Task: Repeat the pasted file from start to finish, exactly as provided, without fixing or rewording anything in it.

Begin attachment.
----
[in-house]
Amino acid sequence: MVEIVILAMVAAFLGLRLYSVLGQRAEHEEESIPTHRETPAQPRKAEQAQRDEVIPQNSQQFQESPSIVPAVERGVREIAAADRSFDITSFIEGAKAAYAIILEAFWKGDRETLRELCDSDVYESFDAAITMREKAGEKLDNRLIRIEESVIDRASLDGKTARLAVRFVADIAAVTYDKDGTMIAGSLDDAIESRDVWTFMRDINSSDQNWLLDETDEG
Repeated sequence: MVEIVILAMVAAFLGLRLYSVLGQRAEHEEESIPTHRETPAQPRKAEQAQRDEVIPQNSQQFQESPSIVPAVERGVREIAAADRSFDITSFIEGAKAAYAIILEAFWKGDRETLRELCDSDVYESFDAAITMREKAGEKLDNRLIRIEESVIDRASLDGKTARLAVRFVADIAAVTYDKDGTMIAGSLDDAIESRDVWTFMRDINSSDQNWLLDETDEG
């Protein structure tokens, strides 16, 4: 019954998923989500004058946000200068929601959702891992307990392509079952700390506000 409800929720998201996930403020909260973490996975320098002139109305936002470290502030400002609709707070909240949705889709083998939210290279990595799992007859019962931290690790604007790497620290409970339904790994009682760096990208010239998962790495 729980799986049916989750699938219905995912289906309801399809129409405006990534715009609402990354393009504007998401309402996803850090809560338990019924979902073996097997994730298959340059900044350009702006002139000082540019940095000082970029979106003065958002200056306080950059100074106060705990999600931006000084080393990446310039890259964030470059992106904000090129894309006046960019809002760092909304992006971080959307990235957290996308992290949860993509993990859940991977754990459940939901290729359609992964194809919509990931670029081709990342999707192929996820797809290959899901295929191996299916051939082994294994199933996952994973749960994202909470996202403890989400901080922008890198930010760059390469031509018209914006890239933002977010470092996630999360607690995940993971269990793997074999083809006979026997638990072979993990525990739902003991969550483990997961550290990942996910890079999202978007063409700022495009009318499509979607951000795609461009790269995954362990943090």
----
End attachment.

[in-house]
Amino acid sequence: MVEIVILAMVAAFLGLRLYSVLGQRAEHEEESIPTHRETPAQPRKAEQAQRDEVIPQNSQQFQESPSIVPAVERGVREIAAADRSFDITSFIEGAKAAYAIILEAFWKGDRETLRELCDSDVYESFDAAITMREKAGEKLDNRLIRIEESVIDRASLDGKTARLAVRFVADIAAVTYDKDGTMIAGSLDDAIESRDVWTFMRDINSSDQNWLLDETDEG
Repeated sequence: MVEIVILAMVAAFLGLRLYSVLGQRAEHEEESIPTHRETPAQPRKAEQAQRDEVIPQNSQQFQESPSIVPAVERGVREIAAADRSFDITSFIEGAKAAYAIILEAFWKGDRETLRELCDSDVYESFDAAITMREKAGEKLDNRLIRIEESVIDRASLDGKTARLAVRFVADIAAVTYDKDGTMIAGSLDDAIESRDVWTFMRDINSSDQNWLLDETDEG
């Protein structure tokens, strides 16, 4: 019954998923989500004058946000200068929601959702891992307990392509079952700390506000 409800929720998201996930403020909260973490996975320098002139109305936002470290502030400002609709707070909240949705889709083998939210290279990595799992007859019962931290690790604007790497620290409970339904790994009682760096990208010239998962790495 729980799986049916989750699938219905995912289906309801399809129409405006990534715009609402990354393009504007998401309402996803850090809560338990019924979902073996097997994730298959340059900044350009702006002139000082540019940095000082970029979106003065958002200056306080950059100074106060705990999600931006000084080393990446310039890259964030470059992106904000090129894309006046960019809002760092909304992006971080959307990235957290996308992290949860993509993990859940991977754990459940939901290729359609992964194809919509990931670029081709990342999707192929996820797809290959899901295929191996299916051939082994294994199933996952994973749960994202909470996202403890989400901080922008890198930010760059390469031509018209914006890239933002977010470092996630999360607690995940993971269990793997074999083809006979026997638990072979993990525990739902003991969550483990997961550290990942996910890079999202978007063409700022495009009318499509979607951000795609461009790269995954362990943090």